”Entourage”: Ari counterattacks
It’s been seven months since the last episode of Entourage. That’s 28 weeks without my favorite Sunday-night palate cleanser. And though I loved the Titus Pullo-Lucius Vorenus duo in Rome, it just didn’t serve the same purpose of closing off the week with the requisite dose of bro humor, starlet eye candy, Hollywood inside jokes, automobile porn, and ricocheting dialogue.
This new episode, ”Less Than 30,” dropped us back into the guys’ lives some indeterminate period down the line. The setting is the same, but much had changed. Johnny Drama is still a preening dolt, but at least he’s not a preening has-been. His long-awaited, Ed Burns-created series Five Towns is just about to start on NBC; Drama spent most of the episode posing in front of his house-size billboard on Sunset Boulevard or attempting to get recognized. Who else thinks that the gritty, Irish-centered Five Towns seems an awful lot like NBC’s actual Celtic Mafia drama The Black Donnellys, which was created by Entourage guest star Paul Haggis? Coincidence or not?
As we quickly learned, doe-eyed Vince had found himself a new agent, one who’s a bit easier on the eyes than the old one. Goodbye, Ari Gold’s power suits and muscular jaw; hello to Amanda, played by Carla Gugino with the perfect mix of silk and steel. Amanda is a hot, plump-lipped, buxom beauty in a low-cut business suit. But she’s not just eye candy, and she doesn’t want to be treated like that either. ”Is that my agent,” Vince said to her, ”or America’s Next Top Model?” ”Don’t patronize me,” she replied. ”I know I look like s—.” Very quickly, she was on to business and quizzing the boys about their ”homework,” a.k.a. script reading. And if you need another reminder that she’s a different kind of agent than Ari, just think about the script Amanda was urging Vince to take on next: an adaptation of Edith Wharton’s Glimpses of the Moon. Aquaman, it isn’t.
Although Vince has moved on, Ari still hasn’t forgotten about the one that got away. The aftershocks of being fired still haunt Ari, and we got some classic Piven anxiety and freak-outs in his office (Yes, Lloyd is still the brunt of his Patton-like temper tantrums.) The Ari-Vince relationship was played out very cleverly, with scenes that riffed on male-female courtship rituals, complete with talk of exes, an awkward meeting in a restaurant, painful small talk, and nervous phone calls. In the end, Vince gave in and invited Ari to his big 30th-birthday bash as a ”friend,” but as we soon discovered, Ari ”can’t just be friends.” His birthday gift to Vince proved that: It was a leather-bound copy of the script for Medellín, Vince’s dream project. Ari’s motives are clear — he wants, no needs to get his man back! For Ari, the line between professional interest and personal obsession are getting awfully blurry, no?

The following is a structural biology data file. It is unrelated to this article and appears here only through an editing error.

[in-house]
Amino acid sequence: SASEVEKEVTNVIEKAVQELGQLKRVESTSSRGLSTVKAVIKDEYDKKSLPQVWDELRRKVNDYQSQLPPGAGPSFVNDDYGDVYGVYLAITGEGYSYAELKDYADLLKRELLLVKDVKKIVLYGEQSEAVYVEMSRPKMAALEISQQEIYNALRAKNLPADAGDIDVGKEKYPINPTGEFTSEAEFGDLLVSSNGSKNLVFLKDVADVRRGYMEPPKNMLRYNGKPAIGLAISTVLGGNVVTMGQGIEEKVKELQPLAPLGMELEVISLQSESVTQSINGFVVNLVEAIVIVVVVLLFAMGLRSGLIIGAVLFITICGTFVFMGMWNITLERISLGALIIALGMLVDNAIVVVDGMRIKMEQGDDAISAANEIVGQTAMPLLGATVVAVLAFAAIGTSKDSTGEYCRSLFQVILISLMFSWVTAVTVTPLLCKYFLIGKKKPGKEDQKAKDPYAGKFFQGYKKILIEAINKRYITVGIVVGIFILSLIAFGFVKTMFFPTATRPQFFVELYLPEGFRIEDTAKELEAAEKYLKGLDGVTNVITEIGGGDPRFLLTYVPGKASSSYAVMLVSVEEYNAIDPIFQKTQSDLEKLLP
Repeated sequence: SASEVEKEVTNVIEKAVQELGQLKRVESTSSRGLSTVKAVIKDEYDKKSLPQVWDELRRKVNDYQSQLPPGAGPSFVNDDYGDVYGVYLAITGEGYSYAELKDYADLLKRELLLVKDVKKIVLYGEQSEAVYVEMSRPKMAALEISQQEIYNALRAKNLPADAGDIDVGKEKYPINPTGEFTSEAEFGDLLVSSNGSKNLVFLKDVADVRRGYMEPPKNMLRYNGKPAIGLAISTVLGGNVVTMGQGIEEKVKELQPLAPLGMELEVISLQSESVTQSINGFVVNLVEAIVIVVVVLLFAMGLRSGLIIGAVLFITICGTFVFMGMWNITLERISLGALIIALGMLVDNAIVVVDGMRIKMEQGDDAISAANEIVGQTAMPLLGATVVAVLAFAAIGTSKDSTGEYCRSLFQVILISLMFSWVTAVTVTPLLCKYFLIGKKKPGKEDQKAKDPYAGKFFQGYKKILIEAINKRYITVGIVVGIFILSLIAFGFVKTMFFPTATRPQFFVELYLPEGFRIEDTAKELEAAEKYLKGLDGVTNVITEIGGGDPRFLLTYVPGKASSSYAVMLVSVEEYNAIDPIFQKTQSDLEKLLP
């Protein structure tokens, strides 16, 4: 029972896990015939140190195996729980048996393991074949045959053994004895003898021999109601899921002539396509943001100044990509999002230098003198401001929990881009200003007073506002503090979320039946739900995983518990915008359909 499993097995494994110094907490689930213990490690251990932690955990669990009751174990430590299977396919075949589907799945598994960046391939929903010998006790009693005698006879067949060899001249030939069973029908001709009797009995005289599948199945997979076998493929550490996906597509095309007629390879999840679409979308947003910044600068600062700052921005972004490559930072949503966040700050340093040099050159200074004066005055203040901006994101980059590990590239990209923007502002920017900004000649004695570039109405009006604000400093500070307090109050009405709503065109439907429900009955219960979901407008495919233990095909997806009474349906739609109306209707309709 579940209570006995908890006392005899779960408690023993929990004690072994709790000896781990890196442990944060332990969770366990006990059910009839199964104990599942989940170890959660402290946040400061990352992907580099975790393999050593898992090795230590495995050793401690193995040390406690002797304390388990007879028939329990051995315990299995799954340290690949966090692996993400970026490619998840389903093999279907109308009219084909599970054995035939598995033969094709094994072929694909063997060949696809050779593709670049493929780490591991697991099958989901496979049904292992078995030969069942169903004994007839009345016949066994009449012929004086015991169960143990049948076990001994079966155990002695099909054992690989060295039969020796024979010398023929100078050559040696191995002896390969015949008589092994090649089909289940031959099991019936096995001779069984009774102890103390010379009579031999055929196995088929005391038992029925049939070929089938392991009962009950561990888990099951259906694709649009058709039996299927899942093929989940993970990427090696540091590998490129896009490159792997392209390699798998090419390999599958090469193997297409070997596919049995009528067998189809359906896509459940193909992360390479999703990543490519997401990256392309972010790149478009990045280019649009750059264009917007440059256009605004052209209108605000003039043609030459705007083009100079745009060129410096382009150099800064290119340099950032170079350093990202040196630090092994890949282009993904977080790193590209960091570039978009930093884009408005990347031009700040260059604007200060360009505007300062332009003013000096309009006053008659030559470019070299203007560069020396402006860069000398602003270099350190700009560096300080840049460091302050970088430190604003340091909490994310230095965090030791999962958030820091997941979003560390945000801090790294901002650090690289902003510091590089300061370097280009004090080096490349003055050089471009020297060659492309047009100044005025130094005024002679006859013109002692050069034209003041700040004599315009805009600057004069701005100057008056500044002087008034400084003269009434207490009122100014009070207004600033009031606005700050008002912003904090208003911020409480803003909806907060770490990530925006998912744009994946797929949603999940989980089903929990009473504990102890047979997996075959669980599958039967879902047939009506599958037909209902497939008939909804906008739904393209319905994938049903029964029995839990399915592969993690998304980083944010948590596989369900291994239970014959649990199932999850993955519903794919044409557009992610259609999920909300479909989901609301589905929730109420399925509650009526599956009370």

It all came to a head at Vince’s party, which was as crass and commercial as you’d expect from Turtle. It was a gauche, over-the-top blowout on the Queen Mary, in Long Beach, complete with enough corporate sponsors — Skyy Vodka, Victoria’s Secret, Carvel, and many more — to pay for the whole thing. You could have guessed what happened next: The new agent and the old went head-to-head. You probably wouldn’t have guessed, however, that Amanda would have the best put-down of the night: ”You want me to walk you to your car?” she asked Ari at the end of the evening. ”This town’s not safe for a bitch.” Still, she was obviously rattled. The Medellín role might be open — ”Benicio is falling out of love with it,” Ari said — and if Amanda can’t land it, then our pretty boy won’t be very happy.
So let’s start a countdown: How many weeks until Ari and Vince are back together? Is Vince going to end up playing Pablo Escobar? How will Drama’s new show be received? Is he going to hook up with that Hollywood Reporter writer? And is Turtle ever going to have a real job?